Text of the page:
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HOW CAN AN ESTATE MAINTAIN A WRONGFUL DEATH LAWSUIT ON A DECEDENT'S BEHALF? PART 2 OF 3

HOW CAN AN ESTATE MAINTAIN A WRONGFUL DEATH LAWSUIT ON A DECEDENT'S BEHALF? PART 2 OF 3

As discussed in the previous blog entry, the New York Estates, Powers and Trust Law (EPTL) establishes the statutory procedures that personal representatives, administrators and executors must follow when filing wrongful death lawsuits.

The EPTL provides mandatory statutes of limitations or time limits in which a personal representative can sue someone on a decedent’s behalf for wrongfully causing his death. Section 5-4.1 of the EPTL sets the statute of limitations at two years. Your personal representative or executor of your estate must file a wrongful death lawsuit within two years of death. However, the EPTL contains an exception to the two-year statute of limitations for the Sept. 11, 2001, terrorist stacks. In this case, a lawsuit alleging a wrongful death caused by the Sept. 11, 2001, terrorist attacks are subject to limitations period of two years and six months from the date of the decedent’s death.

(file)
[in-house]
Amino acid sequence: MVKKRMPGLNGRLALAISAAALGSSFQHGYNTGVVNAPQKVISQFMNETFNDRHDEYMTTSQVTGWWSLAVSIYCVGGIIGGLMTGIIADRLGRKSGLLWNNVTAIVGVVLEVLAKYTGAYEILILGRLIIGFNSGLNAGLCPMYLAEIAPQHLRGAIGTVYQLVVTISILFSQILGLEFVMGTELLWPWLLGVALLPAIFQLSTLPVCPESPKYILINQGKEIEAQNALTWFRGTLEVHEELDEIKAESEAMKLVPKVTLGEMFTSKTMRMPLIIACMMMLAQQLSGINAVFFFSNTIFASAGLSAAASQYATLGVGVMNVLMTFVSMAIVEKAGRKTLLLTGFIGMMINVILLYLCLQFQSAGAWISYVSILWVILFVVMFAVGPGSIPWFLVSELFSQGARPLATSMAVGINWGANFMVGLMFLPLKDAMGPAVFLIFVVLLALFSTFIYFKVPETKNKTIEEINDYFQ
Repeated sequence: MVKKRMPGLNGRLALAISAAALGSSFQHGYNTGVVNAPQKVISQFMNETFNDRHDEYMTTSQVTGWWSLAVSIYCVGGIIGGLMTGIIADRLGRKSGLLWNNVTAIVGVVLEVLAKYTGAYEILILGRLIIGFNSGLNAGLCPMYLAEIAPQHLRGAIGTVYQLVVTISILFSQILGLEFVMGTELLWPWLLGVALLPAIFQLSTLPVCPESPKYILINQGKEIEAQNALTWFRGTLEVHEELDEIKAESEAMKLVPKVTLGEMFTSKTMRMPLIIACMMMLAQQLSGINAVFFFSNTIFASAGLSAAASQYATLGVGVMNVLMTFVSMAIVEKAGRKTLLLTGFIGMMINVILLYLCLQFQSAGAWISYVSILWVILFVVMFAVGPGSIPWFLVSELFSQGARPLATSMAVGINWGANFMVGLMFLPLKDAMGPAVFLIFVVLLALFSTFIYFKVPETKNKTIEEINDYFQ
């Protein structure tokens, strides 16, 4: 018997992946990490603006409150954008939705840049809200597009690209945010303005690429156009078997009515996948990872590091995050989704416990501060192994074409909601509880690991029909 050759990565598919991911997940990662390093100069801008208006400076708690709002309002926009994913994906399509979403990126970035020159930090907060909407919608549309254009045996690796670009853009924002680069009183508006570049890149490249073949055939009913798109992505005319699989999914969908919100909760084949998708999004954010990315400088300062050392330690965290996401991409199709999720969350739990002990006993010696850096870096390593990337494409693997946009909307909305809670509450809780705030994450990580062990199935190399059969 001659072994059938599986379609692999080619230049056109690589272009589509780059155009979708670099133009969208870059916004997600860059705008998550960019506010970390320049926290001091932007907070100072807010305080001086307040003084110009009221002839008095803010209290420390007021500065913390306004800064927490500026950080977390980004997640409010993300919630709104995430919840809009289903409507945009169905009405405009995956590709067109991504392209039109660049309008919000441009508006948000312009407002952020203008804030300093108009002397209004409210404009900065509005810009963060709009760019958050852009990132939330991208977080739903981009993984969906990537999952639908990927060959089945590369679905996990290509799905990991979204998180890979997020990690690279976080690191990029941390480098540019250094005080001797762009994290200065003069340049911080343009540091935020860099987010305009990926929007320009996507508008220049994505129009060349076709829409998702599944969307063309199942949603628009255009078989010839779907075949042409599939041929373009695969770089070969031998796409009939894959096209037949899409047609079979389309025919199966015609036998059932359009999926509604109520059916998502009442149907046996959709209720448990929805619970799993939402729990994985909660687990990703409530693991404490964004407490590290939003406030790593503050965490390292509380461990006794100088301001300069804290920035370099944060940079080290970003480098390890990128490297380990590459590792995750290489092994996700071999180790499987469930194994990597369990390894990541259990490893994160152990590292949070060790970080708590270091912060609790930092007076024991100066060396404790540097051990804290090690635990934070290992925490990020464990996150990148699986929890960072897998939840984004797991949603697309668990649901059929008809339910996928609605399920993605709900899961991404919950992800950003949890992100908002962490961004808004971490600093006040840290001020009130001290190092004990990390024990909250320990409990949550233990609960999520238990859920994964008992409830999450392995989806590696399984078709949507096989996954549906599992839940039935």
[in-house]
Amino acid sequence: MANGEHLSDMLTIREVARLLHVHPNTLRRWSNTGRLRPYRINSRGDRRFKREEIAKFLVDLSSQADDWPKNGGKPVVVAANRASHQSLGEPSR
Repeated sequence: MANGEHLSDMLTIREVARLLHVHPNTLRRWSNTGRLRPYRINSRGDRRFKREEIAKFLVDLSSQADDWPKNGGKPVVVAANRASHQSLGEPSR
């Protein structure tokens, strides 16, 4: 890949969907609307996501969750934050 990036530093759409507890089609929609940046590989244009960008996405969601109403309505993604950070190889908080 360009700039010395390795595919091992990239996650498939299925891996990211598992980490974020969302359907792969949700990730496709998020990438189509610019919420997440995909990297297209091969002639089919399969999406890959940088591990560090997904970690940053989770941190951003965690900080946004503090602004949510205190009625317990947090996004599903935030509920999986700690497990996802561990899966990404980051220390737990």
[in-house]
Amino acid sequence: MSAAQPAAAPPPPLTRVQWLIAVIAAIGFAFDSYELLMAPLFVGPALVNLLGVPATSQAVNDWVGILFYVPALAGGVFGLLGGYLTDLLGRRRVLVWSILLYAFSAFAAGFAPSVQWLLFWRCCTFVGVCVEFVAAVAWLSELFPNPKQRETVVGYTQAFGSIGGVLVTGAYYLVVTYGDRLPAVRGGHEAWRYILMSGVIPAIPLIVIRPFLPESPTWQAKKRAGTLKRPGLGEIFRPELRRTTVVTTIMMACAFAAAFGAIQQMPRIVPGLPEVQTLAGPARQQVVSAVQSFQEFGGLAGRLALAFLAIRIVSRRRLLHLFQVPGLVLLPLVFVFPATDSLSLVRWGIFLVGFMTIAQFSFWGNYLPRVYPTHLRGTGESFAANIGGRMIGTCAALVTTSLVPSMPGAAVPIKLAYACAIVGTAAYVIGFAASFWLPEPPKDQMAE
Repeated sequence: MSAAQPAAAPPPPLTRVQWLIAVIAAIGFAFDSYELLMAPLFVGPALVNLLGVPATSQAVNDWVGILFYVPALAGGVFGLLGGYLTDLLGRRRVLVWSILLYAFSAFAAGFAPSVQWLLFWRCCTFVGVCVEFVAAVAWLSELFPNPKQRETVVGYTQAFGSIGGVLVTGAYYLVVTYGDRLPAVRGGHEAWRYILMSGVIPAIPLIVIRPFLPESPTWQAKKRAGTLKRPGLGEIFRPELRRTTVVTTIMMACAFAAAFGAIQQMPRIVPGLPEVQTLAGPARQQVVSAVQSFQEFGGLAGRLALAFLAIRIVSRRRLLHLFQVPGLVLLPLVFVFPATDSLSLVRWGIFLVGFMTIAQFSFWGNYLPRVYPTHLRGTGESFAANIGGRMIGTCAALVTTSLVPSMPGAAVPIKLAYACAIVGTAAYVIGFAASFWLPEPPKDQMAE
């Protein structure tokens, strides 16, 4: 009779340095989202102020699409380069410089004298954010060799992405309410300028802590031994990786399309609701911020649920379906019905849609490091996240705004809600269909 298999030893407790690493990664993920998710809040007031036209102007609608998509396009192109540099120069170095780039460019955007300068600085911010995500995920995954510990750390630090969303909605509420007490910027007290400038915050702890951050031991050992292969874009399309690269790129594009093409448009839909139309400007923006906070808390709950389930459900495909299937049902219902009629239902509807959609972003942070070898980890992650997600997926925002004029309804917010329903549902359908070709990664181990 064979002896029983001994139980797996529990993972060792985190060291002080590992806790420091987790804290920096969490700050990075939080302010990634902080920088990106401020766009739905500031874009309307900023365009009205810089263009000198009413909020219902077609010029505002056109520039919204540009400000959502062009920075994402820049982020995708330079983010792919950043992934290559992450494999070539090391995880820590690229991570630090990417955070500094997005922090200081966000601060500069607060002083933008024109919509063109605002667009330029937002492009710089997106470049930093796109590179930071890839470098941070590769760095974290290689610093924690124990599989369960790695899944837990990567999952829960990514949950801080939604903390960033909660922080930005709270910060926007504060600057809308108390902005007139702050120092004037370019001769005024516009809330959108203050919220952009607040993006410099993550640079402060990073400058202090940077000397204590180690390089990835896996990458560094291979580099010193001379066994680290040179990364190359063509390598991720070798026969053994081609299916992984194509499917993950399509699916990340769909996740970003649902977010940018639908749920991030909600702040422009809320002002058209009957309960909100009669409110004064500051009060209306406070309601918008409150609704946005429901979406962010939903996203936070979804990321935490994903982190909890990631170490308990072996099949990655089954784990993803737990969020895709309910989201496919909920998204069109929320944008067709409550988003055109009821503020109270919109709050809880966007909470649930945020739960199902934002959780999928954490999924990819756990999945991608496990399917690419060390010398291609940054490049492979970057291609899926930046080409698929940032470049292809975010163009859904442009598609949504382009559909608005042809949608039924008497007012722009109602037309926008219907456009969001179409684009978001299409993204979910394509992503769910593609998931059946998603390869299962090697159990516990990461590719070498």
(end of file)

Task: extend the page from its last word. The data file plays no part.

If the decedent’s death was caused by a criminal action and not just a wrongful or negligent act or failure to act, the EPTL allows the personal representative or executor of the decedent’s estate to maintain a wrongful death lawsuit within one-year from the date the criminal action terminates or ends. Thus, if the state maintains a criminal action against an individual or company for your death, your personal representative, administrator or executor has another year from the date the criminal action terminates to commence a wrongful death proceeding.

Check out our blog tomorrow to read Part 3 of How Can an Estate Maintain a Wrongful Death Lawsuit on a Decedent’s Behalf?

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